Treatment of uncomplicated hypertension is associated with a reduction in cardiovascular mortality: a Korean national cohort study

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Abstract

Background:

Although the benefit of hypertension treatment is well established in high-risk patients, there is a paucity of evidence regarding the benefit of treatment in patients with uncomplicated hypertension.

Methods:

Hypertensive adult patients were selected from the Korea National Health Insurance Sample Cohort in 2002 and were followed until 2013. Patients with a diagnosis of heart failure, coronary artery disease, stroke, malignancy, diabetes, or chronic kidney disease were excluded. Ultimately, 40 496 patients were divided into three groups: never-treated (N = 6756), treated-from-baseline (N = 28 443), and treated-during-follow-up (N = 5297). Five first-line antihypertensive agents were categorized into four classes: renin–angiotensin system blocker (RASB), beta-blocker, calcium channel blocker (CCB), and diuretics. All-cause mortality, cardiovascular mortality, and hazard ratio were determined.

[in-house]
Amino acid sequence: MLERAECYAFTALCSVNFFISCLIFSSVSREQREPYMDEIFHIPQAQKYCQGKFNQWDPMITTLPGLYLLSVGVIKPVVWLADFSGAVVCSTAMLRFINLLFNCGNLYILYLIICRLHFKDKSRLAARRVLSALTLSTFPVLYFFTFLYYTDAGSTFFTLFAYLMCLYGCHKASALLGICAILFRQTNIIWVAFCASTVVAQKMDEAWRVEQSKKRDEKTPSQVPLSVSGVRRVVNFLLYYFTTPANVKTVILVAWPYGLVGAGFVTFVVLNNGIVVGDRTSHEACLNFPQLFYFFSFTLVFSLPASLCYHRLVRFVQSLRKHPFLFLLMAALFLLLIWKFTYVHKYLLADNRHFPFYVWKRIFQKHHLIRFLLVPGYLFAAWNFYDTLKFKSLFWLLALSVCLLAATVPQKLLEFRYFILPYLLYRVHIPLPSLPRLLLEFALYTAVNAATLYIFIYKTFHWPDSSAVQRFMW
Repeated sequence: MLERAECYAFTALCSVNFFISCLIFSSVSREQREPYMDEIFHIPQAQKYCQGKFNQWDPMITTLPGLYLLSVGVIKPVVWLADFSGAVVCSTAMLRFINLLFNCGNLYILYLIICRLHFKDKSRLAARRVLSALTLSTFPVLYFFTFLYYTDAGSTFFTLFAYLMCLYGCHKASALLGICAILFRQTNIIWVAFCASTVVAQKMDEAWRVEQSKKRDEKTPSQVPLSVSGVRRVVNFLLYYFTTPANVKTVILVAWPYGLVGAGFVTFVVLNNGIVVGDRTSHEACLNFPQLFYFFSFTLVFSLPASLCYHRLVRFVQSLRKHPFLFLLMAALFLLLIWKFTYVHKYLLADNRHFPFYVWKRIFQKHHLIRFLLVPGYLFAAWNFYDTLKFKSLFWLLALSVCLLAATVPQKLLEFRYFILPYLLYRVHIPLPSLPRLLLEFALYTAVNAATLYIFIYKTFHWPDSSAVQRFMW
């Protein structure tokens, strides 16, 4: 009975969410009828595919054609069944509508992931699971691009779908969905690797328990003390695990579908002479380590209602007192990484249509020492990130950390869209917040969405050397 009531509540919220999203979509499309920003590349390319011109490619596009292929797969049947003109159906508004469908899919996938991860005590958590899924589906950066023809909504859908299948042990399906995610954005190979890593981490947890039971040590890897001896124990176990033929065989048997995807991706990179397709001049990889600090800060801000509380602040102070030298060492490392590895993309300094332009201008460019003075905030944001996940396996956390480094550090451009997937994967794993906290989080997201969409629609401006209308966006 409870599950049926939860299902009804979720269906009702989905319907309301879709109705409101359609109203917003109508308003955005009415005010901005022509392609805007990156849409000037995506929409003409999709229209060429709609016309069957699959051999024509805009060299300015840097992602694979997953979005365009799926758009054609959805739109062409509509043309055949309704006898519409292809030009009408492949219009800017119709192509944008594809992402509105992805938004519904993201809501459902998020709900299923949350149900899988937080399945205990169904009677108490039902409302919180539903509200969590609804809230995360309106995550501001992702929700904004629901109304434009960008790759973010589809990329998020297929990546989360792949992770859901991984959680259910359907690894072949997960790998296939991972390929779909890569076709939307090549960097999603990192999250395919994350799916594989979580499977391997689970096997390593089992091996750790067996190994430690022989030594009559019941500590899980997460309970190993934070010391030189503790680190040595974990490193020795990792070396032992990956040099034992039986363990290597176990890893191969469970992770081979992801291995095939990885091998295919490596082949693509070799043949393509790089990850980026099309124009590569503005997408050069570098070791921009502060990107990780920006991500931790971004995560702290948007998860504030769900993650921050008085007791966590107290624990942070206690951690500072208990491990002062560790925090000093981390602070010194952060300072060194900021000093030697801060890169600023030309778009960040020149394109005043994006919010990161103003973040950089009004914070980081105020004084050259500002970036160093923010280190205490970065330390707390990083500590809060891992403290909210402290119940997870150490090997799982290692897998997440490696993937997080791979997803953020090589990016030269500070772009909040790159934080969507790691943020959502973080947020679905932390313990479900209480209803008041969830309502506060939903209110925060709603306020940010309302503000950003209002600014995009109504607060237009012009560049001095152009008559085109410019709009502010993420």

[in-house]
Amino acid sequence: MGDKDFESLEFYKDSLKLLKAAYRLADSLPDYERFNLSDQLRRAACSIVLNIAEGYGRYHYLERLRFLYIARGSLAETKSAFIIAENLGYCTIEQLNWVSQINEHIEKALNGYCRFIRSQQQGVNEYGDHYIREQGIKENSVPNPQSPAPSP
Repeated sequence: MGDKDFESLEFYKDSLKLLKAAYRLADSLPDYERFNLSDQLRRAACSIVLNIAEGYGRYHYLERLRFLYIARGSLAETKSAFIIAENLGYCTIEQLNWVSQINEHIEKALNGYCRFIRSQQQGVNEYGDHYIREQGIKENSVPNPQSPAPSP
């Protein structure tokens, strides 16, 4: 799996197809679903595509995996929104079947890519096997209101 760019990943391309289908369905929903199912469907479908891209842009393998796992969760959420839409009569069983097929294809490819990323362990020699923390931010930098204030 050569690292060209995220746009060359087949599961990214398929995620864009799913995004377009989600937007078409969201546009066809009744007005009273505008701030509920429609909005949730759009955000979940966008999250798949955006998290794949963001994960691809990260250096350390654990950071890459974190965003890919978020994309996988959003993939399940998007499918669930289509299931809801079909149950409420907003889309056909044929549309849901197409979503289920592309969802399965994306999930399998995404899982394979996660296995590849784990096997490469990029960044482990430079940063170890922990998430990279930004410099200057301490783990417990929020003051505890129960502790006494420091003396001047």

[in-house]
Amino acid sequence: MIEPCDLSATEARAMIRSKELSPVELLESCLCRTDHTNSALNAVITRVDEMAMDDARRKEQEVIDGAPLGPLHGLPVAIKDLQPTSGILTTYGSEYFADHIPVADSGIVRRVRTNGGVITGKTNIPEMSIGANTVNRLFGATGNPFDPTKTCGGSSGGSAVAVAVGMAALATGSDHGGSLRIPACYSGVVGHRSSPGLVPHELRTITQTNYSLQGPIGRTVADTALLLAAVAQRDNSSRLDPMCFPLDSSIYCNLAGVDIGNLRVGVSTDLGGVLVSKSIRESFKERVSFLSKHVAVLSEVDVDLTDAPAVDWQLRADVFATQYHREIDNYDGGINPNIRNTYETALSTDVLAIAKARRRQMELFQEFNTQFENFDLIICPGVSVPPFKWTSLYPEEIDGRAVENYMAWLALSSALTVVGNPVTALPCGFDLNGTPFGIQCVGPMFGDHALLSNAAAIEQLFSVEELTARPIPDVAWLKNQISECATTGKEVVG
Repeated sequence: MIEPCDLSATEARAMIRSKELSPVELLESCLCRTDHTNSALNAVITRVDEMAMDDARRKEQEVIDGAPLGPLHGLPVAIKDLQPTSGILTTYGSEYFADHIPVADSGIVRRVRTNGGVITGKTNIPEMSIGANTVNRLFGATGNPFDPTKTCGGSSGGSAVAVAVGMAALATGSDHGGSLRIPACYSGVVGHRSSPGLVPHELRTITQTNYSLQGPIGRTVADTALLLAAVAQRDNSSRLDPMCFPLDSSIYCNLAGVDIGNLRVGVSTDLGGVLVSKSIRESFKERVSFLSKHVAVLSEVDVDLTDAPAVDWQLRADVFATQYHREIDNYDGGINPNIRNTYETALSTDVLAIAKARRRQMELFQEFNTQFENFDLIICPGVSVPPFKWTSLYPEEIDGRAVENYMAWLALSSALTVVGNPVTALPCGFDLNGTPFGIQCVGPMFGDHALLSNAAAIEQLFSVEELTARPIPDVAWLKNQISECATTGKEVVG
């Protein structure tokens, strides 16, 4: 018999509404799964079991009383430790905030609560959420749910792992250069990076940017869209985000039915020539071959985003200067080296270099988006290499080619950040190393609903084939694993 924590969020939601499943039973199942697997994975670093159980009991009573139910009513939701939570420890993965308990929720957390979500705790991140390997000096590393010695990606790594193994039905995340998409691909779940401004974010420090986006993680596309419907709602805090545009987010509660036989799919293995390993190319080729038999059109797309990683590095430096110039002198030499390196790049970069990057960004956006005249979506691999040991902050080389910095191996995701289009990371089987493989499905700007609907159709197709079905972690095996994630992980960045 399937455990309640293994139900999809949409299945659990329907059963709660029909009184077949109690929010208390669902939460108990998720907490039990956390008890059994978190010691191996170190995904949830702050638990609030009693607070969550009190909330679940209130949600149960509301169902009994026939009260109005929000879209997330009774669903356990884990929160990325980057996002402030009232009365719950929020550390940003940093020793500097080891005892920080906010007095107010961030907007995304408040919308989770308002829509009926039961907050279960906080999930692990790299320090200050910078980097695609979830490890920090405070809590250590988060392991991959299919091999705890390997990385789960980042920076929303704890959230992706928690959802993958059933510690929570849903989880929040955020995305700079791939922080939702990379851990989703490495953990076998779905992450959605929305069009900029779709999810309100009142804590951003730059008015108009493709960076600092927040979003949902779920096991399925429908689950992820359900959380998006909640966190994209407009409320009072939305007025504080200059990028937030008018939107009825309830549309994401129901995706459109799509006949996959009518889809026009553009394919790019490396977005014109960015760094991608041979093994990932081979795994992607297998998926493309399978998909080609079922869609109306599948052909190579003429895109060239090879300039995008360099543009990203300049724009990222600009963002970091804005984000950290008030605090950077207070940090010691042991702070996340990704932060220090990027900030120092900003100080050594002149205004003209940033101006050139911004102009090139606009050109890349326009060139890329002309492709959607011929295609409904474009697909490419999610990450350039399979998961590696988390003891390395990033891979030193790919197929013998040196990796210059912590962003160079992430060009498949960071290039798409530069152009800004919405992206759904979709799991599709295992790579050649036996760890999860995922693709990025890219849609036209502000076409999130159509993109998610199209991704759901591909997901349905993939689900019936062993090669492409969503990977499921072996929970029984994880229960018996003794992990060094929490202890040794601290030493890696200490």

Results:

All-cause and cardiovascular mortality rates were significantly lower in both treatment groups than in the never-treated group (all log-rank P < 0.001). Treatment from baseline (hazard ratio = 0.49 for all-cause mortality and hazard ratio = 0.62 for cardiovascular mortality) and treatment started during follow-up (hazard ratio = 0.41 for all-cause mortality and hazard ratio = 0.44 for cardiovascular mortality) were independently associated with lower mortality on multivariable Cox analyses. Although RASB, beta-blocker, and CCB significantly reduced all-cause mortality, multivariable Cox analyses showed that RASB and CCB were closely associated with lower all-cause mortality. In terms of cardiovascular mortality, only CCB was associated with lower cardiovascular mortality on multivariable Cox analyses.

Conclusion:

Treatment of hypertension significantly reduces mortality in patients with uncomplicated hypertension.

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